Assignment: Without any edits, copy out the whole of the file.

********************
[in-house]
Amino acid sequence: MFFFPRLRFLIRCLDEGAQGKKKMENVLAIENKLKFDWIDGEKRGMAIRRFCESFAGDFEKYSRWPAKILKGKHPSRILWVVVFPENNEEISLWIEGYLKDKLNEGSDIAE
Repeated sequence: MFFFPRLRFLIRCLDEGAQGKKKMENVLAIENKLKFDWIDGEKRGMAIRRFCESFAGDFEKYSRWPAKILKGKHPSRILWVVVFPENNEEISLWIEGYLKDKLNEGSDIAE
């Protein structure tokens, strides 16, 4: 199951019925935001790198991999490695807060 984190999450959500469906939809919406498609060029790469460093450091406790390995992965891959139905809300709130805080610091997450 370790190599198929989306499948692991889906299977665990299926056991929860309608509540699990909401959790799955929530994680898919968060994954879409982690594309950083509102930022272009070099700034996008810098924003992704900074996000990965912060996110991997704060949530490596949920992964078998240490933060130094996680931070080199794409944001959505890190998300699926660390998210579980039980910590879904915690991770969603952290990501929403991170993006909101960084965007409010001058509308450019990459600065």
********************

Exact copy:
[in-house]
Amino acid sequence: MFFFPRLRFLIRCLDEGAQGKKKMENVLAIENKLKFDWIDGEKRGMAIRRFCESFAGDFEKYSRWPAKILKGKHPSRILWVVVFPENNEEISLWIEGYLKDKLNEGSDIAE
Repeated sequence: MFFFPRLRFLIRCLDEGAQGKKKMENVLAIENKLKFDWIDGEKRGMAIRRFCESFAGDFEKYSRWPAKILKGKHPSRILWVVVFPENNEEISLWIEGYLKDKLNEGSDIAE
């Protein structure tokens, strides 16, 4: 199951019925935001790198991999490695807060 984190999450959500469906939809919406498609060029790469460093450091406790390995992965891959139905809300709130805080610091997450 370790190599198929989306499948692991889906299977665990299926056991929860309608509540699990909401959790799955929530994680898919968060994954879409982690594309950083509102930022272009070099700034996008810098924003992704900074996000990965912060996110991997704060949530490596949920992964078998240490933060130094996680931070080199794409944001959505890190998300699926660390998210579980039980910590879904915690991770969603952290990501929403991170993006909101960084965007409010001058509308450019990459600065």